Officials to probe school racism following segregation photo
This after a photograph showing racial segregation in a Grade R classroom at the school. The image was allegedly taken on Wednesday and sent to a WhatsApp group by the class teacher to show parents that things were still going well on the first day of schooling.
The photograph shows a group of white learners sitting together while their four black classmates sit at a small table near the door.
Premier Job Mokgoro said he had noted with shock the images which were widely circulated, “depicting different seating spaces allegedly allocated for black and white learners” at the school.
“The matter has been brought to the attention of the provincial Department of Education who dispatched a team to the school to investigate as to what exactly happened.
“MEC for Education (Lehari) willlead a team comprising senior managers to the school who will also conduct an intensive investigation into the matter and action to be taken will be informed by the outcomes of these investigations,” Mokgoro's spokesperson Vuyisile Ngesi said.
“The North West provincial government condemns any form of racism in the strongest possible terms and deeply regrets this unfortunate incident 25 years into the democratic dispensation,” Ngesi said.
A mother of one of the black learners was quoted as saying: “This was meant to be an exciting day for me but it's not. All I saw was messages from the white parents saying ‘dankie, dankie’ (‘thank you, thank you’) on the WhatsApp group but no one was saying anything about the separation of the learners."
The images caused a stir on social media with political parties weighing in on the matter.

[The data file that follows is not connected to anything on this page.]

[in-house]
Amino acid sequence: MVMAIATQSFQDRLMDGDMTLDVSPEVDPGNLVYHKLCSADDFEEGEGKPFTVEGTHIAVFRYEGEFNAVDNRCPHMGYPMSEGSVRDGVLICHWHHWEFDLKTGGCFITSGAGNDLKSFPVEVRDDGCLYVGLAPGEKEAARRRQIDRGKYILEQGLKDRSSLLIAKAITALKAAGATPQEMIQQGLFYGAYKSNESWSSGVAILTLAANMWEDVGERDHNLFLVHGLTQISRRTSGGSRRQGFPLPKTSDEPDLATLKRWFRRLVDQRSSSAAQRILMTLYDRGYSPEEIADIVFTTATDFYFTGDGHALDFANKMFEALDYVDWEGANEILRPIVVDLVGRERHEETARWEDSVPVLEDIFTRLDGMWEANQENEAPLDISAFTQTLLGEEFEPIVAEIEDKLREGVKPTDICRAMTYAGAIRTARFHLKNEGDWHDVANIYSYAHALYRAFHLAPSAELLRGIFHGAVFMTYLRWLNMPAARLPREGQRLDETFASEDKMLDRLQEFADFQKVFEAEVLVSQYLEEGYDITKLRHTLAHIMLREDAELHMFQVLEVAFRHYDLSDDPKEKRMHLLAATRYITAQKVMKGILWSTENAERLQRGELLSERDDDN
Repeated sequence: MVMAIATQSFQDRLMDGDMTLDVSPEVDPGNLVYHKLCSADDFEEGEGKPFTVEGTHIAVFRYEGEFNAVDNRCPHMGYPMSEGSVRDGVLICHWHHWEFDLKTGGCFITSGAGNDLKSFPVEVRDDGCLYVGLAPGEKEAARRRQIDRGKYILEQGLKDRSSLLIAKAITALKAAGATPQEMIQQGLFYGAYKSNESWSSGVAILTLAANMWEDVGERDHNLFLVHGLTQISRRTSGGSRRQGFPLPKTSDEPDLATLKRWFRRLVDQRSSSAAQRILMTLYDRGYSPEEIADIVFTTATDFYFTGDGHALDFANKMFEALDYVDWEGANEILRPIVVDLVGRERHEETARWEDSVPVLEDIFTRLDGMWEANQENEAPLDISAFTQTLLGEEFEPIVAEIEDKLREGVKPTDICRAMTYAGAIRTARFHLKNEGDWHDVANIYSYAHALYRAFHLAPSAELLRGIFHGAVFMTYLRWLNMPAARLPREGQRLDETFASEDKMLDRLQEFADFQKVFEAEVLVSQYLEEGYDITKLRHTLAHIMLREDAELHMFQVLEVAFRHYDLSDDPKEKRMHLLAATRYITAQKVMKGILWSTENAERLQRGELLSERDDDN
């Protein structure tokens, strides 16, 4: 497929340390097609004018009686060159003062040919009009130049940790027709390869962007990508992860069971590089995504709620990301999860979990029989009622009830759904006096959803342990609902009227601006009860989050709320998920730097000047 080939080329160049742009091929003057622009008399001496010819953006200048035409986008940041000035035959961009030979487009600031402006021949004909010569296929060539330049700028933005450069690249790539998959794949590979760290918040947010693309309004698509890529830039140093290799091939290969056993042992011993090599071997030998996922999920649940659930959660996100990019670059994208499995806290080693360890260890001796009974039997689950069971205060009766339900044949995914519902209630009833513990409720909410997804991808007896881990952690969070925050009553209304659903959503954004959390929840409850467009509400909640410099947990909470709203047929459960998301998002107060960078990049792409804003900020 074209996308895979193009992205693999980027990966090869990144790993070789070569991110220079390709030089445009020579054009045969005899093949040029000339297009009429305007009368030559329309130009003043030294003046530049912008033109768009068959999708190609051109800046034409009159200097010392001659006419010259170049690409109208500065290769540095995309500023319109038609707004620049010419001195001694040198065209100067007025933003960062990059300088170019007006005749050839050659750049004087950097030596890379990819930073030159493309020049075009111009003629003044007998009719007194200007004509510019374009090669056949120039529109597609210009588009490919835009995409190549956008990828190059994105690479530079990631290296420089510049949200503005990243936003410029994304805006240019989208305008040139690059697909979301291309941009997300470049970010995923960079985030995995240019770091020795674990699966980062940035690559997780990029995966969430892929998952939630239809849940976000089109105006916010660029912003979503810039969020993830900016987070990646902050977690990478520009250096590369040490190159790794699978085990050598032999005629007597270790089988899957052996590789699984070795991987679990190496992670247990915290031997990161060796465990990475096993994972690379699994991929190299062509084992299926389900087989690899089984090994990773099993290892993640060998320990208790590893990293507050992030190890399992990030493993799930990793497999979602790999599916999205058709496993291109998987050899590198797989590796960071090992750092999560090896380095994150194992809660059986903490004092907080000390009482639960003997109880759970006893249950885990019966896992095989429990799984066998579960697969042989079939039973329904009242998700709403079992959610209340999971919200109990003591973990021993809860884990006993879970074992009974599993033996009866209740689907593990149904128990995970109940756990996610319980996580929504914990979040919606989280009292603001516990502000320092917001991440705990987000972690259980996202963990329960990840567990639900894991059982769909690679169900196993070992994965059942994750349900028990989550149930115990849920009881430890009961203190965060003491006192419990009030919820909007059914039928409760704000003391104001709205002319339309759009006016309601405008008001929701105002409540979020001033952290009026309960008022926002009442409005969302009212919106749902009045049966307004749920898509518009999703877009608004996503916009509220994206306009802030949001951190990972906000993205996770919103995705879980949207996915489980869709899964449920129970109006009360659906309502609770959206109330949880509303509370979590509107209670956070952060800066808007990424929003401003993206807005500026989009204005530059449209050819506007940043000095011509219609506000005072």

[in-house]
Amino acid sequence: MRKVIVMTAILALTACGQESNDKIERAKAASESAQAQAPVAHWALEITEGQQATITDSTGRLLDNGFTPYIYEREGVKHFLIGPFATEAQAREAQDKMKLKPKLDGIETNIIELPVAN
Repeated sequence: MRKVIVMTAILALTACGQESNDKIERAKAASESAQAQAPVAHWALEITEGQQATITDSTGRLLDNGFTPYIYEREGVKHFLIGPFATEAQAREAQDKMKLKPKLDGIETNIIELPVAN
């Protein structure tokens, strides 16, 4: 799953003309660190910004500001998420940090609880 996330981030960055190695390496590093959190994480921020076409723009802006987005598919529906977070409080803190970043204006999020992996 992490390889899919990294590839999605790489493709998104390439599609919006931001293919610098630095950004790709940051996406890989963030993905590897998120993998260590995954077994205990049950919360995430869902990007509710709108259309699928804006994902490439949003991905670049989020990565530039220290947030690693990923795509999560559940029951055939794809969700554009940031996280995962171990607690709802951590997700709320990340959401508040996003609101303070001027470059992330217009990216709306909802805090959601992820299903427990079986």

Federal DA Youth leader Luyolo Mphithi condemned the incident, saying he would also visit the school.
“It is outrageous that a classroom in 2019 can be racially segregated, which only serves to teach young children from day one to see each other as different and separate. This is unconscionable.
“We hope that the school staff is ready and willing to address this issue immediately and to make a commitment to change outdated attitudes toward integration,” Mphithi said.
National Freedom Party spokesperson Sabelo Sigudu said government had failed to improve the quality of education in public schools, driving parents to take their children to private schools.
“These private school tendencies of segregating learners based on the colour of skin is against the principles of a democratic South Africa we live in today.
“We want to hold the government responsible for neglecting public and rural schools, as the result blacks including coloured and Indian people have no option but to take their children to such racist private schools for better education. This increased deterioration in public schools is directly leading the country to the apartheid era. This is barbaric.”@smashaba